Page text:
So, as you suggest, they were probably 'average' in the sense that, were they any better then, presumably, they would have started their own business closer to home with regular employment and orders, thus avoiding the necessity to travel across France looking for limited, unguaranteed work on a daily basis.

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16 minutes ago, Red-Robbo said:

Journeyman players by definition have made lots of 'journeys' to different clubs.

This implies they aren't fantastic, because clubs tend to try to hold on to fantastic players if possible. 

But not all run-of-the-mill players are journeymen. Some are content just to stay in one place for a long time as long as the management is happy to field adequate but not terrific players.

If we made a list of BCFC players in that category, we could take all day.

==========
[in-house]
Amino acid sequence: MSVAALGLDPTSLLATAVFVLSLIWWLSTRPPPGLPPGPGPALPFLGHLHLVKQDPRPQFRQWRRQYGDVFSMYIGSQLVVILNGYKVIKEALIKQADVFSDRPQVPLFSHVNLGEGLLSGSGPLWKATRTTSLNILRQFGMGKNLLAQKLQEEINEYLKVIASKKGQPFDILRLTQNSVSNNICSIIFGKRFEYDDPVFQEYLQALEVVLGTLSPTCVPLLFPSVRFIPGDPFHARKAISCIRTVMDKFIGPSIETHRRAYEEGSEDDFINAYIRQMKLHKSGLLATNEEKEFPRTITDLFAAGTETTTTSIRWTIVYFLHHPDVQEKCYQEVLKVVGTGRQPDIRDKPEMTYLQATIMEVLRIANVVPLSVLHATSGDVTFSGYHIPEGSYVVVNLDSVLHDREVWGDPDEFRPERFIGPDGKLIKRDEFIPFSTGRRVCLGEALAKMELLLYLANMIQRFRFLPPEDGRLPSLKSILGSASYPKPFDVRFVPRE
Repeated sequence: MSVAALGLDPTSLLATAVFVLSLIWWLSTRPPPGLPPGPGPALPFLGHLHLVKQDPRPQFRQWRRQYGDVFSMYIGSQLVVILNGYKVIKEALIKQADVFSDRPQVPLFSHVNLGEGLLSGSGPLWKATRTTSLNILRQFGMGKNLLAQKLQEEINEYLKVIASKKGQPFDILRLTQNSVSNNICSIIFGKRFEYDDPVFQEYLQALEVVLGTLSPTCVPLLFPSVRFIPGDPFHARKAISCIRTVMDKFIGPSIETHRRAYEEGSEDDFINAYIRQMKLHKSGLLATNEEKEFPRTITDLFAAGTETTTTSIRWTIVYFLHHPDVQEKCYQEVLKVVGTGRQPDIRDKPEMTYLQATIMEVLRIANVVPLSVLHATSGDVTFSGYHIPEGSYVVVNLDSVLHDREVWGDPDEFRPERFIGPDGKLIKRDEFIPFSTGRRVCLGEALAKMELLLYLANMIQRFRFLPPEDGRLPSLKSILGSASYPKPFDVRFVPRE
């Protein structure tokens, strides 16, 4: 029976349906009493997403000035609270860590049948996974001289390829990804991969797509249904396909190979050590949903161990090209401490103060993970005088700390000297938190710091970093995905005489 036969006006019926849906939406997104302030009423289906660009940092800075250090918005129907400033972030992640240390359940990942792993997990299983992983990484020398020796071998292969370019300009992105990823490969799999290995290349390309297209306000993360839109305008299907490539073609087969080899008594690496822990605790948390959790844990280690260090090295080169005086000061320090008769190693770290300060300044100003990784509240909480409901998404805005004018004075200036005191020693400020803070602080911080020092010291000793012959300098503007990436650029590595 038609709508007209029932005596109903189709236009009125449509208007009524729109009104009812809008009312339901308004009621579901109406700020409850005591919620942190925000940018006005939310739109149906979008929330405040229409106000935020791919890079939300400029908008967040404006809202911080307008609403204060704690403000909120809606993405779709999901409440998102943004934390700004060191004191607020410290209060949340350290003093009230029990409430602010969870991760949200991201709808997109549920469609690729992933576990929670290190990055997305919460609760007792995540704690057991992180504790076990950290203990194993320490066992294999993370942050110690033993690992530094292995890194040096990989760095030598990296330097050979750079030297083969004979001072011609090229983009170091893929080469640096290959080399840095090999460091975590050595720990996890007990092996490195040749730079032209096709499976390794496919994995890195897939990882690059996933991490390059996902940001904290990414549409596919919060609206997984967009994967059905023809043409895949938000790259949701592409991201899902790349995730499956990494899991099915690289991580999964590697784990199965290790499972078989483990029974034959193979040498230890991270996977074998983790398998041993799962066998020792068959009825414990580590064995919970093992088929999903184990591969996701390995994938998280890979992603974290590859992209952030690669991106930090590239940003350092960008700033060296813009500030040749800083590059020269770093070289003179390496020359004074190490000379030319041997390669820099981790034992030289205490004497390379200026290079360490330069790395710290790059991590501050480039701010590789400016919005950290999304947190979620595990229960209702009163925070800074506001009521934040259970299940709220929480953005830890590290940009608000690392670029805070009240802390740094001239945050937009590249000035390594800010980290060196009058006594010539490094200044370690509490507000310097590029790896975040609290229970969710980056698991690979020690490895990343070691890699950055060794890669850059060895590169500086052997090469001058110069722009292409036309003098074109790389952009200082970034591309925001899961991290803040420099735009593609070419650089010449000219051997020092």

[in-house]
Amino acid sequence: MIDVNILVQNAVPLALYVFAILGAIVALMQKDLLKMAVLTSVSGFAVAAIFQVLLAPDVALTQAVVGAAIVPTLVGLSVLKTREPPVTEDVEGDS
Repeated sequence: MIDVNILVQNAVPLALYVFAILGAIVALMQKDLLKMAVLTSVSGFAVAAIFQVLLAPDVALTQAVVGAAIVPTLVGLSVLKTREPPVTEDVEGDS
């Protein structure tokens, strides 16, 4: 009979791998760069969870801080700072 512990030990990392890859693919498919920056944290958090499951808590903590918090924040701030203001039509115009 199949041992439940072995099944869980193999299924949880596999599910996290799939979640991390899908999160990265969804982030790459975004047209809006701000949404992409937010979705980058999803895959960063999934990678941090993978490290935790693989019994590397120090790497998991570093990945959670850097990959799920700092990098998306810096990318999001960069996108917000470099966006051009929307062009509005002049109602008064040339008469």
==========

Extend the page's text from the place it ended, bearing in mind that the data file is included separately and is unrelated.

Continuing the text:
But your definition isn't logical.

You say journey to lots of clubs because they are average.

If your career path was,

Bristol Rovers 

Non League

League One

Championship 

Premiere League

Europe - Champions League Side

Retire

You would have journeyed to a lot of clubs, and each and every step would be a marked improvement.

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2 minutes ago, Leveller said:

Wikipedia is not a dictionary and that last sentence is anyway entirely out of context with the rest of the article.

 

No, but any sports journalist will tell you that journeyman is used in a different context in US sports (and in boxing everywhere) than it is in team games outside the US.

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1 minute ago, Bristol Rob said:

But your definition isn't logical.